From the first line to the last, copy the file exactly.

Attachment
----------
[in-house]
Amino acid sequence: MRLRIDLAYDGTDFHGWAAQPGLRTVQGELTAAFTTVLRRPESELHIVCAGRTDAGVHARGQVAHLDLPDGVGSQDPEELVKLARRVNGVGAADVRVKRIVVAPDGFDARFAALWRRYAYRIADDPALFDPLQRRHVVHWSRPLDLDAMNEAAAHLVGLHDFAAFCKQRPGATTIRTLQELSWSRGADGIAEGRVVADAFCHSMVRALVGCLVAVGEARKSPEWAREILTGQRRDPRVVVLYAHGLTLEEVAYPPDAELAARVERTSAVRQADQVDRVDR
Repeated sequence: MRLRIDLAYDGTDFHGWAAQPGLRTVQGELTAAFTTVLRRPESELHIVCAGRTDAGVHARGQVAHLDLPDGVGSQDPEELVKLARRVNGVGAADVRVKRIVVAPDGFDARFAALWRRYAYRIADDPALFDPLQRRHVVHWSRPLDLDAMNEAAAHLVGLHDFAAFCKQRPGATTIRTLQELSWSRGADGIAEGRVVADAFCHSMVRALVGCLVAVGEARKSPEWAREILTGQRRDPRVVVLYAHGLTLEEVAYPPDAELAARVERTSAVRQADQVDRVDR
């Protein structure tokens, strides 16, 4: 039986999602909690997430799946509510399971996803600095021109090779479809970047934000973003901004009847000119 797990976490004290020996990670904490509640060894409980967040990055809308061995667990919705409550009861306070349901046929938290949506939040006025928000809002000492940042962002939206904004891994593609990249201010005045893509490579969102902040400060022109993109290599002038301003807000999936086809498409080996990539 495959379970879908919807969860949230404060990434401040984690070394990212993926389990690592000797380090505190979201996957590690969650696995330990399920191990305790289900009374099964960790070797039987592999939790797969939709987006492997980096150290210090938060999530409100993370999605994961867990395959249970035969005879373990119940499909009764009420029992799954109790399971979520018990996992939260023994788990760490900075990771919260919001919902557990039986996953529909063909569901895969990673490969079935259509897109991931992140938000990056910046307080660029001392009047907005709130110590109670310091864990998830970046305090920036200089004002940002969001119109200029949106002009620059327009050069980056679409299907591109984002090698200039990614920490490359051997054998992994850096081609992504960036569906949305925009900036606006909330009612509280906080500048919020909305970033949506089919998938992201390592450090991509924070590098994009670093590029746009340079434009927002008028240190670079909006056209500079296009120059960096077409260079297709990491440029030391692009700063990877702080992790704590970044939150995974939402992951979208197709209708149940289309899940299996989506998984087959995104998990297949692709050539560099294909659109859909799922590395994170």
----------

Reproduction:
[in-house]
Amino acid sequence: MRLRIDLAYDGTDFHGWAAQPGLRTVQGELTAAFTTVLRRPESELHIVCAGRTDAGVHARGQVAHLDLPDGVGSQDPEELVKLARRVNGVGAADVRVKRIVVAPDGFDARFAALWRRYAYRIADDPALFDPLQRRHVVHWSRPLDLDAMNEAAAHLVGLHDFAAFCKQRPGATTIRTLQELSWSRGADGIAEGRVVADAFCHSMVRALVGCLVAVGEARKSPEWAREILTGQRRDPRVVVLYAHGLTLEEVAYPPDAELAARVERTSAVRQADQVDRVDR
Repeated sequence: MRLRIDLAYDGTDFHGWAAQPGLRTVQGELTAAFTTVLRRPESELHIVCAGRTDAGVHARGQVAHLDLPDGVGSQDPEELVKLARRVNGVGAADVRVKRIVVAPDGFDARFAALWRRYAYRIADDPALFDPLQRRHVVHWSRPLDLDAMNEAAAHLVGLHDFAAFCKQRPGATTIRTLQELSWSRGADGIAEGRVVADAFCHSMVRALVGCLVAVGEARKSPEWAREILTGQRRDPRVVVLYAHGLTLEEVAYPPDAELAARVERTSAVRQADQVDRVDR
């Protein structure tokens, strides 16, 4: 039986999602909690997430799946509510399971996803600095021109090779479809970047934000973003901004009847000119 797990976490004290020996990670904490509640060894409980967040990055809308061995667990919705409550009861306070349901046929938290949506939040006025928000809002000492940042962002939206904004891994593609990249201010005045893509490579969102902040400060022109993109290599002038301003807000999936086809498409080996990539 495959379970879908919807969860949230404060990434401040984690070394990212993926389990690592000797380090505190979201996957590690969650696995330990399920191990305790289900009374099964960790070797039987592999939790797969939709987006492997980096150290210090938060999530409100993370999605994961867990395959249970035969005879373990119940499909009764009420029992799954109790399971979520018990996992939260023994788990760490900075990771919260919001919902557990039986996953529909063909569901895969990673490969079935259509897109991931992140938000990056910046307080660029001392009047907005709130110590109670310091864990998830970046305090920036200089004002940002969001119109200029949106002009620059327009050069980056679409299907591109984002090698200039990614920490490359051997054998992994850096081609992504960036569906949305925009900036606006909330009612509280906080500048919020909305970033949506089919998938992201390592450090991509924070590098994009670093590029746009340079434009927002008028240190670079909006056209500079296009120059960096077409260079297709990491440029030391692009700063990877702080992790704590970044939150995974939402992951979208197709209708149940289309899940299996989506998984087959995104998990297949692709050539560099294909659109859909799922590395994170």